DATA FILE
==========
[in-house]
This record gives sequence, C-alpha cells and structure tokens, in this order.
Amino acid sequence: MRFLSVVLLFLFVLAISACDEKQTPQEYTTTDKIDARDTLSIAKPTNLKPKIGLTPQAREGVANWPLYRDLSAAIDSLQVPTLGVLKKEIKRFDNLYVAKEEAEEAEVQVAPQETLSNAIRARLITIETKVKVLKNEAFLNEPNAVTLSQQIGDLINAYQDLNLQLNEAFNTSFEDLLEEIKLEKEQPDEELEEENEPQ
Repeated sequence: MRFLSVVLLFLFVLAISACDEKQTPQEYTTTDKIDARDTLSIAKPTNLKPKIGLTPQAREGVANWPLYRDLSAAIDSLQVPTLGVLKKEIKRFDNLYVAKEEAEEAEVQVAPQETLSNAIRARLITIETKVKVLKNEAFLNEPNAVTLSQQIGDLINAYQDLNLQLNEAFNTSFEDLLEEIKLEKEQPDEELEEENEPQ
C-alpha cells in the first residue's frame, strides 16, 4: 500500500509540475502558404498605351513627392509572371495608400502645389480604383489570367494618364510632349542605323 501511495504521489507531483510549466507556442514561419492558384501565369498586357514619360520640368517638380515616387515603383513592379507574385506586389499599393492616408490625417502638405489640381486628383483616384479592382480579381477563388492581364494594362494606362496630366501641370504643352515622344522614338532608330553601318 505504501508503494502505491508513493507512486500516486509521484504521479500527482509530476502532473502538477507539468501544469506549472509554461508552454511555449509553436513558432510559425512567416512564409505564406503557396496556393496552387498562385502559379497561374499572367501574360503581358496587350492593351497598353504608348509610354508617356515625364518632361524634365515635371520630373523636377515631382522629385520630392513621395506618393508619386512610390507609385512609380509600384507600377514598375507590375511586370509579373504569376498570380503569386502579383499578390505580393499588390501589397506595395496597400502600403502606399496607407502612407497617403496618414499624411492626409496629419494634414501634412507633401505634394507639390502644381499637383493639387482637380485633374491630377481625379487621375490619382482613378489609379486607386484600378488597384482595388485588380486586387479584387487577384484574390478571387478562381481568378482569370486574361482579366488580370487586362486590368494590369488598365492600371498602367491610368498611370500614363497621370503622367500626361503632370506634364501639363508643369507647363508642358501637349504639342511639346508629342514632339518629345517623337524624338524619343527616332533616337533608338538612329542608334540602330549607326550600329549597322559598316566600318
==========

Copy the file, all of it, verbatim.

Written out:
[in-house]
This record gives sequence, C-alpha cells and structure tokens, in this order.
Amino acid sequence: MRFLSVVLLFLFVLAISACDEKQTPQEYTTTDKIDARDTLSIAKPTNLKPKIGLTPQAREGVANWPLYRDLSAAIDSLQVPTLGVLKKEIKRFDNLYVAKEEAEEAEVQVAPQETLSNAIRARLITIETKVKVLKNEAFLNEPNAVTLSQQIGDLINAYQDLNLQLNEAFNTSFEDLLEEIKLEKEQPDEELEEENEPQ
Repeated sequence: MRFLSVVLLFLFVLAISACDEKQTPQEYTTTDKIDARDTLSIAKPTNLKPKIGLTPQAREGVANWPLYRDLSAAIDSLQVPTLGVLKKEIKRFDNLYVAKEEAEEAEVQVAPQETLSNAIRARLITIETKVKVLKNEAFLNEPNAVTLSQQIGDLINAYQDLNLQLNEAFNTSFEDLLEEIKLEKEQPDEELEEENEPQ
C-alpha cells in the first residue's frame, strides 16, 4: 500500500509540475502558404498605351513627392509572371495608400502645389480604383489570367494618364510632349542605323 501511495504521489507531483510549466507556442514561419492558384501565369498586357514619360520640368517638380515616387515603383513592379507574385506586389499599393492616408490625417502638405489640381486628383483616384479592382480579381477563388492581364494594362494606362496630366501641370504643352515622344522614338532608330553601318 505504501508503494502505491508513493507512486500516486509521484504521479500527482509530476502532473502538477507539468501544469506549472509554461508552454511555449509553436513558432510559425512567416512564409505564406503557396496556393496552387498562385502559379497561374499572367501574360503581358496587350492593351497598353504608348509610354508617356515625364518632361524634365515635371520630373523636377515631382522629385520630392513621395506618393508619386512610390507609385512609380509600384507600377514598375507590375511586370509579373504569376498570380503569386502579383499578390505580393499588390501589397506595395496597400502600403502606399496607407502612407497617403496618414499624411492626409496629419494634414501634412507633401505634394507639390502644381499637383493639387482637380485633374491630377481625379487621375490619382482613378489609379486607386484600378488597384482595388485588380486586387479584387487577384484574390478571387478562381481568378482569370486574361482579366488580370487586362486590368494590369488598365492600371498602367491610368498611370500614363497621370503622367500626361503632370506634364501639363508643369507647363508642358501637349504639342511639346508629342514632339518629345517623337524624338524619343527616332533616337533608338538612329542608334540602330549607326550600329549597322559598316566600318